Employees need benefits education, but employers aren’t spoon-feeding the information
The report also shows that 3 in 5 employers (60 percent) strongly or somewhat agree that employees need to be more responsible for educating themselves about their health care benefits, while 68 percent of employees believe their companies will educate them about changes to their health care coverage as a result of health care reform.
78 percent of employees say health care reform will require them to take greater control of their health care choices.
73 percent say health care reform is too complicated to understand.
71 percent agree their personal health insurance situation will become more confusing.
51 percent say they don’t prefer to be more in control of their health care expenses and options because they don’t have the time or knowledge to effectively manage them.
Only 35 percent believe their employers communicated extremely or very effectively about health care reform and subsequent changes to their benefits.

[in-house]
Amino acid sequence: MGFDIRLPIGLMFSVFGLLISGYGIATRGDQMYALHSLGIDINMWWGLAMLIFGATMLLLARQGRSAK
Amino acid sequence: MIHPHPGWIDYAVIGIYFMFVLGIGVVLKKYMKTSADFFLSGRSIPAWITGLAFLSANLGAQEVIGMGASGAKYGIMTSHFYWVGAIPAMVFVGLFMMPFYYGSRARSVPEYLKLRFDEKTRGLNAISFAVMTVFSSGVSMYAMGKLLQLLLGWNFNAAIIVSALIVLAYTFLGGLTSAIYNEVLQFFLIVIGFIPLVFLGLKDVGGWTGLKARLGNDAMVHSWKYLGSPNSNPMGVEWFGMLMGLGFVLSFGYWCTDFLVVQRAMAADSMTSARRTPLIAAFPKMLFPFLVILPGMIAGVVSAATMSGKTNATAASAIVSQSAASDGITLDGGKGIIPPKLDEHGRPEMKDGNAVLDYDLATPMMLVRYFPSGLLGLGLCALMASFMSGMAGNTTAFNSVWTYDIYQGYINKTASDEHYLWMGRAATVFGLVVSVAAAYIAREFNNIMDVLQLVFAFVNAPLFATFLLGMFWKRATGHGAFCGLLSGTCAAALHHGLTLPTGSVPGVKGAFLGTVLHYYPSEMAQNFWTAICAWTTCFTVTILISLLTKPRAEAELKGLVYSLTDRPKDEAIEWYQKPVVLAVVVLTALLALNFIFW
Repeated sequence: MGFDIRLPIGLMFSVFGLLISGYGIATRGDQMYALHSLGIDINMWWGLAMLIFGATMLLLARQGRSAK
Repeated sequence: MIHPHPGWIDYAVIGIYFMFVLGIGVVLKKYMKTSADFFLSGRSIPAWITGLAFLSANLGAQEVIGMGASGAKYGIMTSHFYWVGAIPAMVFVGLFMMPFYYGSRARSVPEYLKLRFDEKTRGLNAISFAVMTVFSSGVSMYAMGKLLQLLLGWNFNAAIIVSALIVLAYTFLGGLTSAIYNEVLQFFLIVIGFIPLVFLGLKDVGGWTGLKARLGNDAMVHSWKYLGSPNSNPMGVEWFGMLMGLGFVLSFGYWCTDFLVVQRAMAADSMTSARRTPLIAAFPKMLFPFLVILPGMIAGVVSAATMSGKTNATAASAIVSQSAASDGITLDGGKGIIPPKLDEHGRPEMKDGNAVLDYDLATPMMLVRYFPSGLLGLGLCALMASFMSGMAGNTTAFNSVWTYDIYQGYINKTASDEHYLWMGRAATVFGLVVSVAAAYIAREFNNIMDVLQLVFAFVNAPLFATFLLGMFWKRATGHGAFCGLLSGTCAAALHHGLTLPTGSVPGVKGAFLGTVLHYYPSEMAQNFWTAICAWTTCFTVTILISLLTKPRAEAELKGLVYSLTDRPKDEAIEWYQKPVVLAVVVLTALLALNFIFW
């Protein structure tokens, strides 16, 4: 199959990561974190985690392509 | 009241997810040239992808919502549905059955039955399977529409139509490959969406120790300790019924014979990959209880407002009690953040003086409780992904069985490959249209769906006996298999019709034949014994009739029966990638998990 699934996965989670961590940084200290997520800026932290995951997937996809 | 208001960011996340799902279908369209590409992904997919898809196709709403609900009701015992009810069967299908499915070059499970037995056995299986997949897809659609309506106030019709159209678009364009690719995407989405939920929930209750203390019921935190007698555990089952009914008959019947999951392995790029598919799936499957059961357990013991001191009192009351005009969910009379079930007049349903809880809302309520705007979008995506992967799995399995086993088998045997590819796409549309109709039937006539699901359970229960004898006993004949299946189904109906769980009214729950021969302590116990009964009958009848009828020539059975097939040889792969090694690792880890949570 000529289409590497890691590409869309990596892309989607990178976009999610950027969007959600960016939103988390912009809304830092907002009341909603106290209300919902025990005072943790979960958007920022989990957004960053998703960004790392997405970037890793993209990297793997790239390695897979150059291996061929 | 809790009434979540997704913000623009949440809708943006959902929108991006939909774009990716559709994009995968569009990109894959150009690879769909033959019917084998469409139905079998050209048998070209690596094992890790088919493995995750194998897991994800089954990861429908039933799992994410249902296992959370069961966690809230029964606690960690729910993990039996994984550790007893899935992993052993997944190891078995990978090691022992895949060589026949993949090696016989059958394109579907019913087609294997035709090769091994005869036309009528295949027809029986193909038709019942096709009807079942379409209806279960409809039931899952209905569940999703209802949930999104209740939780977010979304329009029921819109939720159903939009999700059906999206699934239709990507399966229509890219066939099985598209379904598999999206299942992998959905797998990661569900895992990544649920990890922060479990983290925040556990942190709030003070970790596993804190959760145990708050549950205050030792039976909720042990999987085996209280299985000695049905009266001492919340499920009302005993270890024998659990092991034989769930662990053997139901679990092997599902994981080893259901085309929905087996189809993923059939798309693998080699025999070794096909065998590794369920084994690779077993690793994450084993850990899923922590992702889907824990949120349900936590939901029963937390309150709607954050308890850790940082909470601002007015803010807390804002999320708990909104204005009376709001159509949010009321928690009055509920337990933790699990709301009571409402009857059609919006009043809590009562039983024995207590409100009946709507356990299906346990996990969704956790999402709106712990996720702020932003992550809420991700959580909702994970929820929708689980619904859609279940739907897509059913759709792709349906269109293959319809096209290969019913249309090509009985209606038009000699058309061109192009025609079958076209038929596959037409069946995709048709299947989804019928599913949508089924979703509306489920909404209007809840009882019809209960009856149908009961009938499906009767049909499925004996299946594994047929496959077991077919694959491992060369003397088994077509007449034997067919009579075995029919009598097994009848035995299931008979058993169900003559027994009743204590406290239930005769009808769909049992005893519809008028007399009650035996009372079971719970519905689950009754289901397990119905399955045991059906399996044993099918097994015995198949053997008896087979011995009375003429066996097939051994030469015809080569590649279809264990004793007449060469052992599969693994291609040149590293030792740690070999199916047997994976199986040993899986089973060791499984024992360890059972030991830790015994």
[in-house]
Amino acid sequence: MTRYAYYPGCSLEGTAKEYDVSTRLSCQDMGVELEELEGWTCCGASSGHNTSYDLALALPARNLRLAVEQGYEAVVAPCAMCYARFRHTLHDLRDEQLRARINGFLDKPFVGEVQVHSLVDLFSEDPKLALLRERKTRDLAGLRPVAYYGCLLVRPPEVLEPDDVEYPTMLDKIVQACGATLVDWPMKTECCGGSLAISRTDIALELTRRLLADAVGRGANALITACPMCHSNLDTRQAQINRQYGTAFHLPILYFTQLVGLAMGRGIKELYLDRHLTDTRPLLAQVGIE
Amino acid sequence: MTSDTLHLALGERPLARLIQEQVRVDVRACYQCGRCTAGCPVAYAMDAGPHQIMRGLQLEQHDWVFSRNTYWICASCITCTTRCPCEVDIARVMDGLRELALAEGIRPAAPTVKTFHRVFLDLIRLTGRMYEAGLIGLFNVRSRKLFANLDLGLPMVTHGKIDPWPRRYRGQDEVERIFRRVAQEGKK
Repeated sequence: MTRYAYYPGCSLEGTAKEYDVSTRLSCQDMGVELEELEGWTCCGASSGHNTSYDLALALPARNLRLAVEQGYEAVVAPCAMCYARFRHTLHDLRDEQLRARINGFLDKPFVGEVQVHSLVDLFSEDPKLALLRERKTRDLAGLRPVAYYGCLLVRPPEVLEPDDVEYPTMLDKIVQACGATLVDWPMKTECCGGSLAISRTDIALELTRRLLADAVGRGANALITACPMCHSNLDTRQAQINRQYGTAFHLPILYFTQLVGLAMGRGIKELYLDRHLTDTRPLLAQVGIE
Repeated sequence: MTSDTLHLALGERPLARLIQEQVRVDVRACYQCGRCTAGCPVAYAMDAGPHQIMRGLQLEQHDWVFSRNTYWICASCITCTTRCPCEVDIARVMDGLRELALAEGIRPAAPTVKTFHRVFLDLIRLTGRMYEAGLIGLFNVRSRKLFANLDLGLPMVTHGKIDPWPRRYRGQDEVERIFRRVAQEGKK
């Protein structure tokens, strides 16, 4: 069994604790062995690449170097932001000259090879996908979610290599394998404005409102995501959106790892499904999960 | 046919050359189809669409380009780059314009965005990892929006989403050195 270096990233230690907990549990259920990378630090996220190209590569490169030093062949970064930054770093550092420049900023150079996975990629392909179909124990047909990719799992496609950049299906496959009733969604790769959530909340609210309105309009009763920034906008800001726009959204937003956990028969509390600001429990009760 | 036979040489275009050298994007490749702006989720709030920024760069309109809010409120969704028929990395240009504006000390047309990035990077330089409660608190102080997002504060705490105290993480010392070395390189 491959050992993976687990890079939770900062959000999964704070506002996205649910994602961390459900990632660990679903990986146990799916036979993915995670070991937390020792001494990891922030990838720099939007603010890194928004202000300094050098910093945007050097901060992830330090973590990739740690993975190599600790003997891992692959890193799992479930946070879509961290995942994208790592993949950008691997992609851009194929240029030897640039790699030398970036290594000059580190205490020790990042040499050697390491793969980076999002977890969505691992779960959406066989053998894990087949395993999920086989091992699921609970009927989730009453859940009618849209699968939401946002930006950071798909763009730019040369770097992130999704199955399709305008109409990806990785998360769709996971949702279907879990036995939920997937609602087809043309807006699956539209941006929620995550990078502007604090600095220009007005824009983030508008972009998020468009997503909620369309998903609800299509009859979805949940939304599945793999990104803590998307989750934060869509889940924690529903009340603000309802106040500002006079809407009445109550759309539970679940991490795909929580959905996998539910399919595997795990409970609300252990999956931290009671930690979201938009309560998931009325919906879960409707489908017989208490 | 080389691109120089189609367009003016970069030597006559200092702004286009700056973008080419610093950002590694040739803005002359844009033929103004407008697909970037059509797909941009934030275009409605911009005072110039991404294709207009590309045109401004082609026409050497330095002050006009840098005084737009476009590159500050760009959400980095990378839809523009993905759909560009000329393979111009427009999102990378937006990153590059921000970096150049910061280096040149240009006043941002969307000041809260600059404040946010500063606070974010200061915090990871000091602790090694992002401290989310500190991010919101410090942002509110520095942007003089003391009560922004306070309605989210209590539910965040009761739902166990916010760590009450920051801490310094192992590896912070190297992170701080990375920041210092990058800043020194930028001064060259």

Just 21 percent say they understand how health care reform will affect their lives extremely or very well.
Only 13 percent strongly or completely agree their employers have prepared them well for the impact of health care reform.
Just 10 percent are extremely or very knowledgeable about federal and state exchanges.
Empower employees for coming changes to their benefits
Voluntary benefits can help employees protect their financial security in the event of a serious illness or injury – regardless of changes to their major medical insurance. Sixty-three percent of employees surveyed as part of the Aflac WorkForces Report say voluntary insurance is increasingly important today. Reasons they give include rising medical costs (76 percent), the increasing price of medical coverage (66 percent), increasing deductibles and copays (61 percent), and because their employers have reduced health care benefits and/or coverage (37 percent).
In addition to giving employees the flexibility to select coverage they need, want and can afford, voluntary plans can be offered with little or no direct cost to a company’s bottom line. Visit aflac.com to see how Aflac can help.